Serious Eats: Drinks
Cocktails and Spirits with Paul Clarke: Know Your Local Booze
With more people adopting the locavore lifestyle, it was only a matter of time before people would start drinking locally too. As Toby Cecchini writes in today's New York Times, the goal to eat-local (or more accurately, drink-local) is becoming increasingly easy to reach in the Northeast, as the number of small-scale distillers booms.
Just a few years ago, such a change didn't seem likely. When Prohibition ended more than 75 years ago, states established a confusing array of regulations that limited, among other things, they way alcohol could be produced. Rules restricting home and small-scale brewing and winemaking gradually eroded, but it's only been in recent years that small-scale distilling has become even a possibility in most states.
This has certainly been the case in the Northeast. Cecchini writes:
"Stills once thrived in the Northeast, with rum in colonial Massachusetts, applejack that made Jersey Lightning an everyday term and Monongahela ryes from Pennsylvania and Delaware that were a staple before bourbon existed. Now distilling is proliferating again, not just with farmers like [New York apple grower] Mr. Grout adding value to their crops, but with disgruntled professionals abandoning desk duty to make gin and whiskey, craft brewers and small winemakers branching out into spirits, and young urbanites setting up stills the way their peers have set up apiaries and charcuteries."
New York and New England startup distillers are joining a rapidly growing group across the country. Oregon has long been home to a micro-distilling movement, and this fall Portland-area distillers took the "rising tide lifts all boats" approach and announced a joint effort to support and promote each other.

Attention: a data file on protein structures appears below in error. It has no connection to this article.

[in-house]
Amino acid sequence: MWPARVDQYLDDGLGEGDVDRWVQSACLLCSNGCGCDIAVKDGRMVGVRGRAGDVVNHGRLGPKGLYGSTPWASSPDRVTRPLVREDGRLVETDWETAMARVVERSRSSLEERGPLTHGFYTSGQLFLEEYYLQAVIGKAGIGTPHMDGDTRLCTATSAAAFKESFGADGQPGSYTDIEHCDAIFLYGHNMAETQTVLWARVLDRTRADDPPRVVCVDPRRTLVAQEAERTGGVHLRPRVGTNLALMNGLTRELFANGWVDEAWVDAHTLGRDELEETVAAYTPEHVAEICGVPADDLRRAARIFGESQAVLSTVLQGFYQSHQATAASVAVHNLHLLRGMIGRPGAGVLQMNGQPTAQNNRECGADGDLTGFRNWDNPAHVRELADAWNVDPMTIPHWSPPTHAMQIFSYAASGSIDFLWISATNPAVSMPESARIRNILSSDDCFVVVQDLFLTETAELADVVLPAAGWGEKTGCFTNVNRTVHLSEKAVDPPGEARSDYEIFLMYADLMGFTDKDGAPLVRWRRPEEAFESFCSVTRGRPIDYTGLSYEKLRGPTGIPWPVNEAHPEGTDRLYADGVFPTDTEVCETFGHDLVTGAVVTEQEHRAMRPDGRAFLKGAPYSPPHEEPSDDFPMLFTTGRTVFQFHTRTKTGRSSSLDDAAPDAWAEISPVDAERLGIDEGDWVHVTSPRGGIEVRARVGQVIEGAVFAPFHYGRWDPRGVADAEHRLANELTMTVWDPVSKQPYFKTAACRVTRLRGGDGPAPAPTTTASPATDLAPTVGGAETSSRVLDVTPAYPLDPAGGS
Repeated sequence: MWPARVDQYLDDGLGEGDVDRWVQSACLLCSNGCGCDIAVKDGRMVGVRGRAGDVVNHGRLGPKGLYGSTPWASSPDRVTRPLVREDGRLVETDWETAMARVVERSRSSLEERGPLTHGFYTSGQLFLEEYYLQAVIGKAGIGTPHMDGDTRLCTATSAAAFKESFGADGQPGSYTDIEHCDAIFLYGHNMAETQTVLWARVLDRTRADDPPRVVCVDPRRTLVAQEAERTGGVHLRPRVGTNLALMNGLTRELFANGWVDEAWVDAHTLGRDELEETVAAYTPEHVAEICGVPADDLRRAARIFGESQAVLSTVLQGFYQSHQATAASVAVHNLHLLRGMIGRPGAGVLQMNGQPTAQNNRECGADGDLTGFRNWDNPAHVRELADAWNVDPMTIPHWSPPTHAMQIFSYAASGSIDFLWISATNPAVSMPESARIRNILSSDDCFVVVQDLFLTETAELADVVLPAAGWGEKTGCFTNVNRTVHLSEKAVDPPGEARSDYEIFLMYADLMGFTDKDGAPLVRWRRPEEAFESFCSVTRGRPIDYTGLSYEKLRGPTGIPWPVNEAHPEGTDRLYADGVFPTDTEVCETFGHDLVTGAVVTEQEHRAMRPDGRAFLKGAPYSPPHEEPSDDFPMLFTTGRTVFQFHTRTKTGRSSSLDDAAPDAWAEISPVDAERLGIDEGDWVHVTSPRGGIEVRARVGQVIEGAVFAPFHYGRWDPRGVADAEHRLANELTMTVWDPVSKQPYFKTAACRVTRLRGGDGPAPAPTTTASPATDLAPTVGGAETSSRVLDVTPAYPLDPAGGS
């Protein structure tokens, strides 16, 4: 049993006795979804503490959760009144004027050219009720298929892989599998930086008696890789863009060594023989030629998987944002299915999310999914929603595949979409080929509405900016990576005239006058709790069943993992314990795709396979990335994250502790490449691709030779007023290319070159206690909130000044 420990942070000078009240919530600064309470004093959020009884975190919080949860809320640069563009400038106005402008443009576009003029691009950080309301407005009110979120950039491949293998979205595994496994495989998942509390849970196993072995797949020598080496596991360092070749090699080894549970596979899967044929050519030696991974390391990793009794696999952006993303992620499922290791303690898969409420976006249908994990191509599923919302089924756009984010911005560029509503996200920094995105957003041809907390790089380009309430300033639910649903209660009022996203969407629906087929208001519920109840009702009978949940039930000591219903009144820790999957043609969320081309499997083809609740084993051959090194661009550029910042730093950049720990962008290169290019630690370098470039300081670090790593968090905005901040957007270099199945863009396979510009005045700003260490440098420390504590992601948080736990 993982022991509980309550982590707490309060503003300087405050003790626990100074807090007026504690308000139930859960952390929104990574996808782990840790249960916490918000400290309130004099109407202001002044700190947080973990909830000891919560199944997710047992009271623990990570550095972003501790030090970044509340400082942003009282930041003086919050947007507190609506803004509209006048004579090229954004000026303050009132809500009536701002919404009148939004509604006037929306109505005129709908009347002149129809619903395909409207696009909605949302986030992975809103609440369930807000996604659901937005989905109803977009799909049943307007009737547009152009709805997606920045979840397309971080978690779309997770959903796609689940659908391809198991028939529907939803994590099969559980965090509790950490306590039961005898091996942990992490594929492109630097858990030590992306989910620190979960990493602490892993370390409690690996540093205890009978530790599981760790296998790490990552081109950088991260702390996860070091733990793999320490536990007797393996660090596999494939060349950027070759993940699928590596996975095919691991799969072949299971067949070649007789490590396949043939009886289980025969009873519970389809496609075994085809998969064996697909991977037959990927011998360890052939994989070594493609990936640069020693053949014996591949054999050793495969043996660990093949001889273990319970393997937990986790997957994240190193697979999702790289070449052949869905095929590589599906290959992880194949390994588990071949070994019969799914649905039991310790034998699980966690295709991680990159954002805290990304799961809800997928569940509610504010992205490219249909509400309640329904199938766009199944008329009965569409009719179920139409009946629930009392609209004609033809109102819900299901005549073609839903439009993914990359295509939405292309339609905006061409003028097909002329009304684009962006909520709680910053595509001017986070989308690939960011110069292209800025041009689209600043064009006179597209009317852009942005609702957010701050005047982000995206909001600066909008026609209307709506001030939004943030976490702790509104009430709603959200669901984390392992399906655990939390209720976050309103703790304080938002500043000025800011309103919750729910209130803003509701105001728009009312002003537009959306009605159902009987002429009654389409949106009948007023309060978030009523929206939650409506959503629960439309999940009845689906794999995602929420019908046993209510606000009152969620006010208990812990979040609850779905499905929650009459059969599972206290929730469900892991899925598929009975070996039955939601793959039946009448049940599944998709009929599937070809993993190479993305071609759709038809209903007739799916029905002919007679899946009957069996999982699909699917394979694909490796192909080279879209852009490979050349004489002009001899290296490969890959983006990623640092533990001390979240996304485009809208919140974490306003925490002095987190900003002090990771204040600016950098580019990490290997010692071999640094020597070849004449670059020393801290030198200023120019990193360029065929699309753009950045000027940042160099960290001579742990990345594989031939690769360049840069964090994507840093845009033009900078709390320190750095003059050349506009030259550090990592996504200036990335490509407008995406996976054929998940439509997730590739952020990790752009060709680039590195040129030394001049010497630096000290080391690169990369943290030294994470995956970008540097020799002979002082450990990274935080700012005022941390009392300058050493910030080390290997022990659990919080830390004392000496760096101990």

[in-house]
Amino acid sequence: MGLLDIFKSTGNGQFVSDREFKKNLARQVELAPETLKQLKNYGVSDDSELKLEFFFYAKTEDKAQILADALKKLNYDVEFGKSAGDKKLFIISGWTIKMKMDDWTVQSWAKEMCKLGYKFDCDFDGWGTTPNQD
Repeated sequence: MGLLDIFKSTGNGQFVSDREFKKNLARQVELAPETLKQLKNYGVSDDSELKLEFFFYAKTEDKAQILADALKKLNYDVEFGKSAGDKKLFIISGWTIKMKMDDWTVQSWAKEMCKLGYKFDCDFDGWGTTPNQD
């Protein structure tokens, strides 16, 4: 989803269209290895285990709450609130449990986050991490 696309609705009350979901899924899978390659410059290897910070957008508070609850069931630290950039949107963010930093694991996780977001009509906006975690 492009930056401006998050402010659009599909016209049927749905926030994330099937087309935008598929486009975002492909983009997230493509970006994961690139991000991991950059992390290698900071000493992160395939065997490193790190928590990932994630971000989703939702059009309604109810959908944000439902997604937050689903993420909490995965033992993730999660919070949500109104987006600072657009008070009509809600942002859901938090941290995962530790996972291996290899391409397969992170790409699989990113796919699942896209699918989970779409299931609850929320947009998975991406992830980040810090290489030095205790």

It's now possible to visit better-stocked liquor stores and online retailers and purchase gin from Pennsylvania, vodka from Idaho, brandy from California and whiskey from New York, much of it made by distilleries that didn't exist five years ago, prepared in facilities not much larger than a suburban ranch house's garage.
And while small distilleries such as Derek Grout's Harvest Spirits Distillery in Columbia County, or the apple-brandy still at Uncle John's Fruit House Winery in Michigan, are opening in rural farm areas, much as they did during the country's formative years, small-scale distilling is also going urban, with distillers such as Seattle's Sound Spirits opening within walking distance of big-city amenities.
Cecchini reports that the number of American distillers has increased by almost a magnitude of ten since 2001, when there were 24 in operation. And as he notes in the article, most of these distillers are using small-scale pot stills, which are more labor intensive but produce a spirit with a closer connection with the liquor's base ingredient, in terms of flavor and aroma, than do industrial-scale column stills.
As a result, many distillers are trying their hand at full-flavored spirits such as brandy and whiskey, where a distiller can demonstrate their skill and establish a unique identity, rather than (or in addition to) competing in an over-crowded vodka market where new brands are frequently lost in the shuffle.
Of course, not all spirits made by these small distilleries are good; to be honest -- and I say this as someone who tastes more than my fair share of new spirits and who has populist inclinations that lead me to root for the little guy - some of the spirits made by today's small distilleries kinda suck.
Hey, that's normal. Just because a restaurant buys extraordinary local, organic produce doesn't mean the chef knows how to prepare or serve it, and just because a distiller is putting gorgeous peaches or apples into a new brandy doesn't mean the stuff that comes out the business end of the still is going to be worth putting in a glass. But with more distillers trying their hand at the game, and as they continue to share information and tips among themselves, I think we're going to start seeing more truly phenomenal spirits showing up on liquor store shelves in the years to come. Soon? Don't hold your breath. But eventually? No doubt.
Are there gins, brandies or other spirits from small distillers that have really captured your attention? And are there brands nobody outside your tri-state area has heard of, that we all should get to know?